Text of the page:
Secret Societies of the Middle Ages
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Pages (PDF): 305
Publication Date: 1837
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This is Thomas Keightley's history of three secret societies of the Middle Ages: the Assassins, the Templars and the Fehmgerichte. The Assassins, a shadowy group based in a remote stateless area, practicing a radical variant of Islam, and promising their followers a reward in the hereafter if they died in battle, has obvious modern parallels. Of interest to contemporary readers will be Keightley's treatment of the Templars, an organization of crusaders who at their height controlled huge wealth and influence from the British Isles to the Holy Land.
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AT the commencement of the 7th century of the Christian era a new character was about to be impressed on a large portion of the world. During the two centuries which preceded, the Goths, Vandals, Huns, and other martial tribes of the Germanic race, had succeeded in beating down the barriers opposed to them, and in conquering and dismembering the Western Empire. They brought with them and retained their love of freedom and spirit of dauntless valour, but abandoned their ancient and ferocious superstitions, and embraced the corrupt system which then degraded the name of Christianity. This system, hardened, as it were, by ideas retained and transferred from the original faith of its new disciples, which ideas were fostered by those passages of the books of the Hebrew Scriptures which accorded with their natural sentiments, afterwards, when allied with feudalism, engendered the spirit which poured the hosts of Western Europe over the mountains and plains of Asia for the conquest of the Holy Land.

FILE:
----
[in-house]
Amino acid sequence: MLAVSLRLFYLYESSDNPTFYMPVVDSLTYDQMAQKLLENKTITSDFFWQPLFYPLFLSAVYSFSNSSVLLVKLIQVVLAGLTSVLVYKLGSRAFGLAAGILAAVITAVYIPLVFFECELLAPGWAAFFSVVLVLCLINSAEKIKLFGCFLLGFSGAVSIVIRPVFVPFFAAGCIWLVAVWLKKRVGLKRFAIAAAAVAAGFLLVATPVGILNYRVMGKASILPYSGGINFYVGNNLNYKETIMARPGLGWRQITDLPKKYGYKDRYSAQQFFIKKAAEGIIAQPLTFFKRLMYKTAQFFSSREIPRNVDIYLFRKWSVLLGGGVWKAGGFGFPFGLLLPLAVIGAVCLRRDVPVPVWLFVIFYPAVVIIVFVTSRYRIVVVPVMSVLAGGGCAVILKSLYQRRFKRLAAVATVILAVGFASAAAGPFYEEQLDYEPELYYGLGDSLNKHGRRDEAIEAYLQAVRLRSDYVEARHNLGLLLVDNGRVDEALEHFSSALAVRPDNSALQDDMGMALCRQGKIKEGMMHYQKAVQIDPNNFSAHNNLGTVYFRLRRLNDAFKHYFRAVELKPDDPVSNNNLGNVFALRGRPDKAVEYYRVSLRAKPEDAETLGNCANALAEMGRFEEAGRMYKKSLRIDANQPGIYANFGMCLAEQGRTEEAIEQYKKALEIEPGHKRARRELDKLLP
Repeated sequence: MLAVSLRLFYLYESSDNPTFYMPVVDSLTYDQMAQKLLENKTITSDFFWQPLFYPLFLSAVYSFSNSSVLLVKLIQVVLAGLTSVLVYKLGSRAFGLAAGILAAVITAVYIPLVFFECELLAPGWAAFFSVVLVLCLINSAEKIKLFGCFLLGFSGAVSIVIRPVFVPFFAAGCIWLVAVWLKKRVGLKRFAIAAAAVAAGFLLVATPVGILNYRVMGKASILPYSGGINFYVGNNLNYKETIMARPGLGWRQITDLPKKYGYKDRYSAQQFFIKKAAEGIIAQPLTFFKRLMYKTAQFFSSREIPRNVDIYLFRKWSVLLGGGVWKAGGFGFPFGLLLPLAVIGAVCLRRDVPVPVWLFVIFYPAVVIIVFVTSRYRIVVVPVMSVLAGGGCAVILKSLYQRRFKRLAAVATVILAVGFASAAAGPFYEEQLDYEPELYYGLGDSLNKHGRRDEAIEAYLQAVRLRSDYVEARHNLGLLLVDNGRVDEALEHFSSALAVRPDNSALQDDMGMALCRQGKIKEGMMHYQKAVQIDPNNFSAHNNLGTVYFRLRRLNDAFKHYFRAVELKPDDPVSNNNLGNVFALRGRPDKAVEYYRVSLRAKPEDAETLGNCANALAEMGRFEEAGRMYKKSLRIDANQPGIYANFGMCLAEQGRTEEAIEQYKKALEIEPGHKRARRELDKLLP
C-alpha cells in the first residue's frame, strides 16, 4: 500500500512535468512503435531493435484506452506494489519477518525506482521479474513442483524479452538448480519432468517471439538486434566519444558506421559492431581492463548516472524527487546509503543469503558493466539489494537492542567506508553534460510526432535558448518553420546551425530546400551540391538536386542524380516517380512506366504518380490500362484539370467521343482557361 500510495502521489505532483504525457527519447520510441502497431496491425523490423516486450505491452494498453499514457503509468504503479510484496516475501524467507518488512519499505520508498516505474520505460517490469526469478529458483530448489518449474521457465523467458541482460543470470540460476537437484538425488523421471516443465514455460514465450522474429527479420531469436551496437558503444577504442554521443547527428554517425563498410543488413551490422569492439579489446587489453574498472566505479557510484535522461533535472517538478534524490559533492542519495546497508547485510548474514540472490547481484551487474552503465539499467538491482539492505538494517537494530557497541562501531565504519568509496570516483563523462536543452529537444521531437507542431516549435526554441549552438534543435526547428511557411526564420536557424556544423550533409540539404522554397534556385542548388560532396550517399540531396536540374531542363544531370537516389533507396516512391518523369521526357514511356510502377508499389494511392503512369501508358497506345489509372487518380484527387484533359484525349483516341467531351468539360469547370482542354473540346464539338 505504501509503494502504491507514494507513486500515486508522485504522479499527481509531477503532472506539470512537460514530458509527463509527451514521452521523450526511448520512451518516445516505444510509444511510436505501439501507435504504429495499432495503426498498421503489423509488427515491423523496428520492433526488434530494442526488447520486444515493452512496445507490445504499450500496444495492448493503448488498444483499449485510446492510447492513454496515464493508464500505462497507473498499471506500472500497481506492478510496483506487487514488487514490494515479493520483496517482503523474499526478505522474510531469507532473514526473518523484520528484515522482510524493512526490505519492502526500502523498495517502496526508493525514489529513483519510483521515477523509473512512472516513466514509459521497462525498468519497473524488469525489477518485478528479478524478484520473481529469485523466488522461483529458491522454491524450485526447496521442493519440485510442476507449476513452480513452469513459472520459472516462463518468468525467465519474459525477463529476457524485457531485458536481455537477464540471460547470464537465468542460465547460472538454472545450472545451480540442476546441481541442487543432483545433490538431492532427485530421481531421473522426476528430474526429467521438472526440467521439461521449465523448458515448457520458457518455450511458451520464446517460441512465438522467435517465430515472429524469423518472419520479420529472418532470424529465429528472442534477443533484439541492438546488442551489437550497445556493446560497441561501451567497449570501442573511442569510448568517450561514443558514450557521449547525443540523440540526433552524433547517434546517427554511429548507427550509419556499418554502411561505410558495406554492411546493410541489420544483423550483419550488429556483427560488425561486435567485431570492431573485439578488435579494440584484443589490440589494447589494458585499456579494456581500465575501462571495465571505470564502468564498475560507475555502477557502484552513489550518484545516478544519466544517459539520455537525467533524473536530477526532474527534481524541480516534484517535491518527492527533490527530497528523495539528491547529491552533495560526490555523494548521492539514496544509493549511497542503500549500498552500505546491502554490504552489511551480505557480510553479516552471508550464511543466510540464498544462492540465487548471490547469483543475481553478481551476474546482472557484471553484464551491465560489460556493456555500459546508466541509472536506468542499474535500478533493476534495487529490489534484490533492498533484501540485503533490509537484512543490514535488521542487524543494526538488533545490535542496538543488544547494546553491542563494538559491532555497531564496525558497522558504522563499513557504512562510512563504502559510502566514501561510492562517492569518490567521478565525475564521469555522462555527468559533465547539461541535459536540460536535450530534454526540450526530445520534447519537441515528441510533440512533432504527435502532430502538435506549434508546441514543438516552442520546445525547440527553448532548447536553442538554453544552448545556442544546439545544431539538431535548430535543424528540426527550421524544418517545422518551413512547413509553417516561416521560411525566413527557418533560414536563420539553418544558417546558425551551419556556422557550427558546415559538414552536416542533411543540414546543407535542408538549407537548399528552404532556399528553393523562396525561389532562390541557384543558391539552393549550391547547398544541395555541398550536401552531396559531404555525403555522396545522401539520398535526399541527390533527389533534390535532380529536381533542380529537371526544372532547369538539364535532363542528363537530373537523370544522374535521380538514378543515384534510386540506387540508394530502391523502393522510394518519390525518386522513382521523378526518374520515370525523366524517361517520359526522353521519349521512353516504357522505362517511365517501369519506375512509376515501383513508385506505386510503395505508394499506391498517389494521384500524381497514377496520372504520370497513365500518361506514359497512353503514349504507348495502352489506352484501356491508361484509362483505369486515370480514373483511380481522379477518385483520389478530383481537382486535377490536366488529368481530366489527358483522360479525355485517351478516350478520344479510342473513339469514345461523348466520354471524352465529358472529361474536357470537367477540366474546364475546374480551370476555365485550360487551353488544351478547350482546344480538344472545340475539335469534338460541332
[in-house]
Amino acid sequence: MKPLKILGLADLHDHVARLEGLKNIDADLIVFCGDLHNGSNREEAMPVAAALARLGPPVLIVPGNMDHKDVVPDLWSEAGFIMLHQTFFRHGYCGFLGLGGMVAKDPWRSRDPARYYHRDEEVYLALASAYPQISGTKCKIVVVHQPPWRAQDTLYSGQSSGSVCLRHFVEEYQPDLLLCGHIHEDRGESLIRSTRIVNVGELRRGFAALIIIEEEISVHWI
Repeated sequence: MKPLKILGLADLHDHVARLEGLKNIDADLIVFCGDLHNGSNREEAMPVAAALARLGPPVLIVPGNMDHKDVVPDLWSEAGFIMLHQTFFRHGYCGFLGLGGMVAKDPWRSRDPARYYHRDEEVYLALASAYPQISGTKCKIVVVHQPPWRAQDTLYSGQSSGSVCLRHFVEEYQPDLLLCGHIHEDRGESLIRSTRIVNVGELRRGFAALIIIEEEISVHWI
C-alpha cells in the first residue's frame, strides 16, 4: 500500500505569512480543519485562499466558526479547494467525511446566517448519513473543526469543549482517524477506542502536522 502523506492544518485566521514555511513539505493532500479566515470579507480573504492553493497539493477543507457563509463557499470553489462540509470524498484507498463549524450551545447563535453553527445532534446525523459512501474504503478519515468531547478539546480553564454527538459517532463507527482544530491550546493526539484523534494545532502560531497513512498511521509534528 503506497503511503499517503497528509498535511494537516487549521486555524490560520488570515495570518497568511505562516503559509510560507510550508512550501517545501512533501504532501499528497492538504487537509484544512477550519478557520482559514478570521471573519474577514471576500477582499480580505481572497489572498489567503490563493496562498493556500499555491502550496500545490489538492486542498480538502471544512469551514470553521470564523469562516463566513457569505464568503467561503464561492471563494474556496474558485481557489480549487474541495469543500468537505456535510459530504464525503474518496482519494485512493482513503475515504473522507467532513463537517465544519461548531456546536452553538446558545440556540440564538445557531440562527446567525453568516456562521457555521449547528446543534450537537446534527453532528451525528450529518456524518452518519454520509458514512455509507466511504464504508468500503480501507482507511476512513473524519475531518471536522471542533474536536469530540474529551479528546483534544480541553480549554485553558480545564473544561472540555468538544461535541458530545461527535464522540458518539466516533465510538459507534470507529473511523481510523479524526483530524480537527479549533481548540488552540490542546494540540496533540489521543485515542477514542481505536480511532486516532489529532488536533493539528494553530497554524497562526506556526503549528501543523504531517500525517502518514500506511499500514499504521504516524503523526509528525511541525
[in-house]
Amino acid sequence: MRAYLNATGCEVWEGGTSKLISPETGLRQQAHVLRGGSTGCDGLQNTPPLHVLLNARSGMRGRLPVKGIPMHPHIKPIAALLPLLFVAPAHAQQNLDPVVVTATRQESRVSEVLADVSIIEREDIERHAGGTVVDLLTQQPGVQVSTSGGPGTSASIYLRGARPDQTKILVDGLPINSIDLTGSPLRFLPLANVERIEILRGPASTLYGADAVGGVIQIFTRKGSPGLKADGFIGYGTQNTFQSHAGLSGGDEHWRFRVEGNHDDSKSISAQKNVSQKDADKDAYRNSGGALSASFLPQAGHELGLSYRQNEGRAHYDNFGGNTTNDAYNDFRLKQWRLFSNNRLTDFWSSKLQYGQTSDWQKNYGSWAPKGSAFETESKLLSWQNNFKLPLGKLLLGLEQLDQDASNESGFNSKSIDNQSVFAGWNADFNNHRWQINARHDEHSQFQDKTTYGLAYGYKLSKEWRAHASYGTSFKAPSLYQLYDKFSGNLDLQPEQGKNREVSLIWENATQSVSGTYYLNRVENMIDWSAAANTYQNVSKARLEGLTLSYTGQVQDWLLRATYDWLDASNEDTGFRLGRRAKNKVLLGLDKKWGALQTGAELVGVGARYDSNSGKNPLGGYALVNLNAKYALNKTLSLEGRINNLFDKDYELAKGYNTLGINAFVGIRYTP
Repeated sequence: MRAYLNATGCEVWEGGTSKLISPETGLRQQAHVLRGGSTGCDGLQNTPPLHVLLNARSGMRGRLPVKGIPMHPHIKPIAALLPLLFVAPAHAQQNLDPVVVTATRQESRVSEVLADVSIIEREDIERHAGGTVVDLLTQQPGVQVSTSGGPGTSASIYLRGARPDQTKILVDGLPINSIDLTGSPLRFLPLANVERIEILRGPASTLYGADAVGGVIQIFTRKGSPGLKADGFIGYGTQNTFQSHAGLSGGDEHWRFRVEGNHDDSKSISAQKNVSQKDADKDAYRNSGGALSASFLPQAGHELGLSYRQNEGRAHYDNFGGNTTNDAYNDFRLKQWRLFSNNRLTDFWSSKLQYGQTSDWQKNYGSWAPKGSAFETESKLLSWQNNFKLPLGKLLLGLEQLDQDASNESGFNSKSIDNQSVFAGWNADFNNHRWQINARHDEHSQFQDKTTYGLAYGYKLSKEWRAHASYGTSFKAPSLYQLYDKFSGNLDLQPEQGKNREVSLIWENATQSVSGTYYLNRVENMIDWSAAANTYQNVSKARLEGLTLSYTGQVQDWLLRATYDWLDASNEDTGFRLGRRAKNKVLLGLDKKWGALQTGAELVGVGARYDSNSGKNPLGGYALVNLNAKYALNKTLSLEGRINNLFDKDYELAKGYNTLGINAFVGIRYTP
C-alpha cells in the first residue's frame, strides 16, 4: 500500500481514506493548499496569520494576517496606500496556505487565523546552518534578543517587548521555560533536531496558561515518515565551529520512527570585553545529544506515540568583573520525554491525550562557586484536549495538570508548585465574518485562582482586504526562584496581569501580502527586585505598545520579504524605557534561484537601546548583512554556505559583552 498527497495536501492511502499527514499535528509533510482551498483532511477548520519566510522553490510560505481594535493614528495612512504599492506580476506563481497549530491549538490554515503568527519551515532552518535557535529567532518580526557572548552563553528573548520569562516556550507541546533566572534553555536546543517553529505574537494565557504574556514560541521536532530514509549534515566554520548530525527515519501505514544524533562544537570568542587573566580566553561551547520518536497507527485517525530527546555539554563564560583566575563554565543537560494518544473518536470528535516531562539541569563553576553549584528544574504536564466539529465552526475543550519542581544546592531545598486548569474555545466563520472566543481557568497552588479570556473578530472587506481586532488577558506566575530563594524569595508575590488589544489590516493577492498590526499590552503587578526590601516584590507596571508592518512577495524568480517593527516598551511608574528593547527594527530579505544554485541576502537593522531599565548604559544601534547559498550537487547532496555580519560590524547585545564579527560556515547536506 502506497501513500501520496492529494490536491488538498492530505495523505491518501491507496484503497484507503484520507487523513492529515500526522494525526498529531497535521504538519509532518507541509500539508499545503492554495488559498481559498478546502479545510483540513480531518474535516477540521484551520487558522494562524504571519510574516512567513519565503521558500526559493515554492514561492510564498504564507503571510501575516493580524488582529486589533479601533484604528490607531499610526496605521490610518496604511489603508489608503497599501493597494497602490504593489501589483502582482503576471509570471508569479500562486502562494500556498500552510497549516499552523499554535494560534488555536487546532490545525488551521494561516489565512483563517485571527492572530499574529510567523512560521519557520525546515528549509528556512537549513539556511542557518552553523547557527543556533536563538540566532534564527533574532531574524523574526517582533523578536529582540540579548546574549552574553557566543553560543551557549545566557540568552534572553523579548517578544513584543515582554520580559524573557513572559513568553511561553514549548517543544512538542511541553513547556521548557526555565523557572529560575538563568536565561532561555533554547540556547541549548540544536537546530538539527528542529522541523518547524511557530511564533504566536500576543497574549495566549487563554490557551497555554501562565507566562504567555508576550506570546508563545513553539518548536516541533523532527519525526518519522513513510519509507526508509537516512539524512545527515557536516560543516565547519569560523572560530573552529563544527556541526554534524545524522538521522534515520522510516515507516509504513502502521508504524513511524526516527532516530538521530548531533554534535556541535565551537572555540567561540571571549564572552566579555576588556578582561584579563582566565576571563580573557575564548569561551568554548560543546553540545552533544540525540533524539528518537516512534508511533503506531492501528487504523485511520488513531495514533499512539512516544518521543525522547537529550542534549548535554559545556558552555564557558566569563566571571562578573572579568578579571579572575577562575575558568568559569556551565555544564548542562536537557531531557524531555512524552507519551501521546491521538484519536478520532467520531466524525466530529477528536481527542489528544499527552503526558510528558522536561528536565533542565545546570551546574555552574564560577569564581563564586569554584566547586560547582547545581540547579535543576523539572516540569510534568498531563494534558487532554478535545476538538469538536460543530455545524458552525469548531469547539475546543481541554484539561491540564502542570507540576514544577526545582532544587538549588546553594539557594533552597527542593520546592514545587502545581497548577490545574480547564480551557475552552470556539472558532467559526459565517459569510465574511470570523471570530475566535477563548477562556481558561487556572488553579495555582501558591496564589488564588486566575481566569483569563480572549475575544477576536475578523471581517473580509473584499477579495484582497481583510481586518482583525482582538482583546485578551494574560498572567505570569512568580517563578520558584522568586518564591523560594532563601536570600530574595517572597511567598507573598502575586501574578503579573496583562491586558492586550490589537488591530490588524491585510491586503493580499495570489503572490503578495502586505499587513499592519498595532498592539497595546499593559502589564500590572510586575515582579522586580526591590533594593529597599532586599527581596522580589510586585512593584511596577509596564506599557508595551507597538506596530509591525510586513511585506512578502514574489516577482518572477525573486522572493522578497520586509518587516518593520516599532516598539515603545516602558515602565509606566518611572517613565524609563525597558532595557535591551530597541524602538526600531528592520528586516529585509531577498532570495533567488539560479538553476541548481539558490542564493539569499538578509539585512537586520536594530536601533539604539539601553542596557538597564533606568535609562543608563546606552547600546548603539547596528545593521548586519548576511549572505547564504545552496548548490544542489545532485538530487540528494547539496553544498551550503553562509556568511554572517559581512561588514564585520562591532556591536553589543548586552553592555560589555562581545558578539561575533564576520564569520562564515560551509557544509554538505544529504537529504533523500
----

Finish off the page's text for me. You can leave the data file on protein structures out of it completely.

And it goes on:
A different picture was at this time presented by the empire of the East. It still retained the extent assigned to it by Theodosius; and all the countries from the Danube, round the east and south coasts of the Mediterranean, to the straits of Gades, yielded a more or less perfect obedience to the successors of Constantine. But a despotism more degrading, though less ferocious, than those of Asia paralyzed the patriotism and the energy of their subjects; and the acuteness, the contentiousness, and the imagination of the Greeks, combined with mysticism and the wild fancy of the Asiatics to transform the simplicity of the religion of Christ into a revolting system of intricate metaphysics and gross idolatry, which aided the influence of their political condition in chilling the martial ardour of the people. The various provinces of the empire were held together by the loosest and feeblest connexion, and it was apparent that a vigorous shock would suffice to dissolve the union.